Depending on the hop acid product, the concentration of hop acid in the aqueous solution will vary. For example, the concentration of THIAA in aqueous solution is generally 10 wt. % while the concentration of IAA can be as high as 30 wt. %. Generally, the final concentration of acid in the solution ranges from about 2 to about 40 wt. %, in another aspect from about 5 to about 20 wt. %, an in another aspect from about 10 to about 15 wt. %. Higher concentrations may be appropriate where longer transport times are required. Generally, hop acids in their acid form exhibit low solubility in water. However, hop acids can be mixed with an alkali metal hydroxide, for example potassium hydroxide, to make a water soluble alkali metal salt of the hop acid. According, it is advantageous to use alkali hydroxides, for example potassium hydroxide or sodium hydroxide or a mixture thereof as the alkaline medium to control micro-organisms. The concentrations of the alkaline medium ranges from about 20% to about 45 wt. %, or in another aspect from about 20 wt. %.

As discussed above, the pH of the aqueous alkaline hop solution is higher than the pH of the process medium. As a result of the low dosage quantity of added solution compared to the process medium, the solution adapts almost entirely the pH of the process medium when added to the process medium and the hop acid passes from the salt form to the free acid, anti-bacterial effective, form. The pH of the aqueous alkaline hop acid solution added to the process medium ranges from about 7.5 to about 13.0, in another aspect from about 9.5 to about 11.0. A high bactericidal efficiency is achieved by using the solution in this range. The solution can be added without the danger of seriously damaging human skin. Furthermore, the solution does not create unpleasant or injurious vapors, unlike other chemical agents.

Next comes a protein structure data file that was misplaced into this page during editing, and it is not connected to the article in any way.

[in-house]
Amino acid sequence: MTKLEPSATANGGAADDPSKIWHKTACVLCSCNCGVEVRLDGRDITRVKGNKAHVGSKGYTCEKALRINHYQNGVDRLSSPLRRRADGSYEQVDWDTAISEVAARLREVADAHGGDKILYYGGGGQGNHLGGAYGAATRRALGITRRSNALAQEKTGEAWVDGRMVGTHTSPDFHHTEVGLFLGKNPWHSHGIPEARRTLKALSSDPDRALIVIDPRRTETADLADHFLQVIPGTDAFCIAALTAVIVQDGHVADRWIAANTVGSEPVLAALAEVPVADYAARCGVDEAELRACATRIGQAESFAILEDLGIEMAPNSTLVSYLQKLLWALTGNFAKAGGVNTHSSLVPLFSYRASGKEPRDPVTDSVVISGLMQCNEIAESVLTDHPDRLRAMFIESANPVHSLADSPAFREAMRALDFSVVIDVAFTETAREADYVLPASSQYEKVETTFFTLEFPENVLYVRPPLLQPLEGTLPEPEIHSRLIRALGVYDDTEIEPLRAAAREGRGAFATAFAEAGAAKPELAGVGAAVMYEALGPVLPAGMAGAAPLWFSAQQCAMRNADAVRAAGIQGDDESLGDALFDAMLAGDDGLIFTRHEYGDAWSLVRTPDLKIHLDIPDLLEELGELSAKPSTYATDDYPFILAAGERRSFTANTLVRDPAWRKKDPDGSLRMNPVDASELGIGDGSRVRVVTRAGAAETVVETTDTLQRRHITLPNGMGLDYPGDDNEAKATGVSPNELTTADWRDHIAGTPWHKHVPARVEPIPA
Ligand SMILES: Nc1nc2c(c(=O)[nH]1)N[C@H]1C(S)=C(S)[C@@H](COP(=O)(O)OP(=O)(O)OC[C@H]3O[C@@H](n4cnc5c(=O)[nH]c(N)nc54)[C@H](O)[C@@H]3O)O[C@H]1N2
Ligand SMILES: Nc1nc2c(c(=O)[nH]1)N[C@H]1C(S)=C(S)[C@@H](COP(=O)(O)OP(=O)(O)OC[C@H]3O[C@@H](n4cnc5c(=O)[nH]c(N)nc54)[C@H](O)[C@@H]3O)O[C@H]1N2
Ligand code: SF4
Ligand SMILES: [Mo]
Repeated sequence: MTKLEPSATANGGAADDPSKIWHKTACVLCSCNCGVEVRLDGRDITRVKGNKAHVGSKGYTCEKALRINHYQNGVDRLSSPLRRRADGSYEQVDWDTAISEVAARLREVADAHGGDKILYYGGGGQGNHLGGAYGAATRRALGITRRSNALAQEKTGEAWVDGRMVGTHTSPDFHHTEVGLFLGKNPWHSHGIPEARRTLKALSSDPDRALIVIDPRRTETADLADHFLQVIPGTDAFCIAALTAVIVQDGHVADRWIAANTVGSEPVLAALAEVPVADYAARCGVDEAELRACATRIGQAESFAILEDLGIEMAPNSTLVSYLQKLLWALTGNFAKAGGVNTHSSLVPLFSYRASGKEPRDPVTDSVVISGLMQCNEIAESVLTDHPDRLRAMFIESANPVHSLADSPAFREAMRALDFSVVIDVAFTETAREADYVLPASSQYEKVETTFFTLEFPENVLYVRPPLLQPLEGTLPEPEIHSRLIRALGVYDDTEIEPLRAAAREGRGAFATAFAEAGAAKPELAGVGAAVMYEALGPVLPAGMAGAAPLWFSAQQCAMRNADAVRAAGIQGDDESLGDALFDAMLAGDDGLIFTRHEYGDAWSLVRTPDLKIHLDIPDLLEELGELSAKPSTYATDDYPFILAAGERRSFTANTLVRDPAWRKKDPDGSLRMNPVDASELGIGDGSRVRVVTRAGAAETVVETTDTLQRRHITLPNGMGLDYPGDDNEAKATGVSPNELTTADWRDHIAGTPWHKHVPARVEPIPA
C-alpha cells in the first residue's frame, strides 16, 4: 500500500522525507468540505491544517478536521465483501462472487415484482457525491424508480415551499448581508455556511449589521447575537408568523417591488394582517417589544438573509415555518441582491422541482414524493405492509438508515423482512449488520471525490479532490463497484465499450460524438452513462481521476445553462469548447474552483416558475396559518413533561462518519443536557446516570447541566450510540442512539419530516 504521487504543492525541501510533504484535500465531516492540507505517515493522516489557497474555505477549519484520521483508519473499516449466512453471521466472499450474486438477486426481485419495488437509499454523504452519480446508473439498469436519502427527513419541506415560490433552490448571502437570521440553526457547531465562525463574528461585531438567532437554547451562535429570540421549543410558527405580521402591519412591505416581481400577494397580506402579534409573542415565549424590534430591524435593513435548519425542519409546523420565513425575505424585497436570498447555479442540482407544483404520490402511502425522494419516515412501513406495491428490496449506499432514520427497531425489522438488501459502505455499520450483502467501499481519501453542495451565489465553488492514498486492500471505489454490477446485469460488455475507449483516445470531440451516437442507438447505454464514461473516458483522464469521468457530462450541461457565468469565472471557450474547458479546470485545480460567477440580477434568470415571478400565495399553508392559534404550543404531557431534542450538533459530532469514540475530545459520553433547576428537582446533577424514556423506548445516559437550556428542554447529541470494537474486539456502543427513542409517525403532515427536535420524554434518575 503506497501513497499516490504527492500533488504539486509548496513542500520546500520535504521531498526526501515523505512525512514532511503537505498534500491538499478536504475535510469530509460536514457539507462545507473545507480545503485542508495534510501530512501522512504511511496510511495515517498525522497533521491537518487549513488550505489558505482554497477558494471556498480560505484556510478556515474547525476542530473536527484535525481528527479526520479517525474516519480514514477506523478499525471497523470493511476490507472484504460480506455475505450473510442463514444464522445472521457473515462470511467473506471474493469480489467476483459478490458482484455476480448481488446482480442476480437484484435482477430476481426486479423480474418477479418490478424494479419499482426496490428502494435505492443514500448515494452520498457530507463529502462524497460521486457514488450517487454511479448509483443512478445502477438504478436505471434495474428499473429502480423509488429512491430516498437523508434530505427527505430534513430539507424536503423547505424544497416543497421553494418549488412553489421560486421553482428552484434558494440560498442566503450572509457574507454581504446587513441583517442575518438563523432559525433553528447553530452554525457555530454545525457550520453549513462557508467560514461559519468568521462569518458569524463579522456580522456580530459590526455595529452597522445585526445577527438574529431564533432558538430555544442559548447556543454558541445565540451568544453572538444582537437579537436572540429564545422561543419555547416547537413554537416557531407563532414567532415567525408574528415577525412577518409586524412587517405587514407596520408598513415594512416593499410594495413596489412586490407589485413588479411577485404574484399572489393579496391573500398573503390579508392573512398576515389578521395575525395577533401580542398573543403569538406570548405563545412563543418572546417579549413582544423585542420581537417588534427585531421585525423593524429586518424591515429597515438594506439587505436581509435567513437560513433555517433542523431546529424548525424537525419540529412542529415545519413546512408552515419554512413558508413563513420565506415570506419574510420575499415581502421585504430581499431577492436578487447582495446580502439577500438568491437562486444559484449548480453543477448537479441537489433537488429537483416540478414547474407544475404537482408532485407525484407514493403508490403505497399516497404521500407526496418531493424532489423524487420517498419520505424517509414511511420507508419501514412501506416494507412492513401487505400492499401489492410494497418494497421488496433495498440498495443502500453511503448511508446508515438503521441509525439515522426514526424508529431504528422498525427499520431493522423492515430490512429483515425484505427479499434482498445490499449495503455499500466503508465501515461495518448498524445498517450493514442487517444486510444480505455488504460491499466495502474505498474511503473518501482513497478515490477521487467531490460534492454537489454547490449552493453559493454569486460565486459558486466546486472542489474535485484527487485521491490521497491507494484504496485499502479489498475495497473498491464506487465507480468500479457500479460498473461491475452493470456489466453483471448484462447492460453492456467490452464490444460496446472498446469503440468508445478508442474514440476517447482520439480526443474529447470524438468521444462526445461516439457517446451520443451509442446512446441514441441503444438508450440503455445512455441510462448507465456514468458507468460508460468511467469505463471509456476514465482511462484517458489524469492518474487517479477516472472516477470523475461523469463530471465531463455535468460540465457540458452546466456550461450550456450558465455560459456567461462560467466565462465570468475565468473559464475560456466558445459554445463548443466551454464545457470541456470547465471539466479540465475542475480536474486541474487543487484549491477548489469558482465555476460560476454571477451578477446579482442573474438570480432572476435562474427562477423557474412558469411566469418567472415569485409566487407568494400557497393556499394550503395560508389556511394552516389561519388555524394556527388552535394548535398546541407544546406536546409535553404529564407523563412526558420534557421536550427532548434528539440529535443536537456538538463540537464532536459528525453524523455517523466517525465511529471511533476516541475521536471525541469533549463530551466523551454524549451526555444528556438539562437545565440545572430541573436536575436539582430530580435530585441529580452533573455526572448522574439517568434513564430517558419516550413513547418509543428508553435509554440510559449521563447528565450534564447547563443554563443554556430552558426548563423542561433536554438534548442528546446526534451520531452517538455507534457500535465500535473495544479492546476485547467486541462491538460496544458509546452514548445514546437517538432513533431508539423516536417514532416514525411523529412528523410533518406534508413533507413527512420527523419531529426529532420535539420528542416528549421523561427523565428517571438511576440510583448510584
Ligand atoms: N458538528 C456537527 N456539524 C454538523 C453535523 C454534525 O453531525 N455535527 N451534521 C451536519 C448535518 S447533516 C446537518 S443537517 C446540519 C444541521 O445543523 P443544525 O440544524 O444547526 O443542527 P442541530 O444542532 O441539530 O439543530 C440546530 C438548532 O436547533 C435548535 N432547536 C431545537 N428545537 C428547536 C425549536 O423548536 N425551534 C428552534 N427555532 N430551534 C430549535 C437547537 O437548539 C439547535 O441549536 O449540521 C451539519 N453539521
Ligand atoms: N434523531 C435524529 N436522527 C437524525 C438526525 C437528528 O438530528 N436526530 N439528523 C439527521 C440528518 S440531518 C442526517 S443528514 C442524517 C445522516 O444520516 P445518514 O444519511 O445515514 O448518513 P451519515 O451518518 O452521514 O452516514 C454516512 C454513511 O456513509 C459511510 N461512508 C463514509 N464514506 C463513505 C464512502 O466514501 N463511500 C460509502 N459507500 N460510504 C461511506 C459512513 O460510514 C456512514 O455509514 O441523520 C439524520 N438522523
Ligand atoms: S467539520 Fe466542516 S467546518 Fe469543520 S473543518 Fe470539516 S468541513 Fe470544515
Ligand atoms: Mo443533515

In one embodiment, the aqueous alkaline solution of hop acid is prepared according as follows:

  • a) provide an aqueous medium;
  • b) heat;
  • c) adding a hop acid, preferably, melted hop acid, such that the final concentration of the hop acid is within a predefined range of concentration;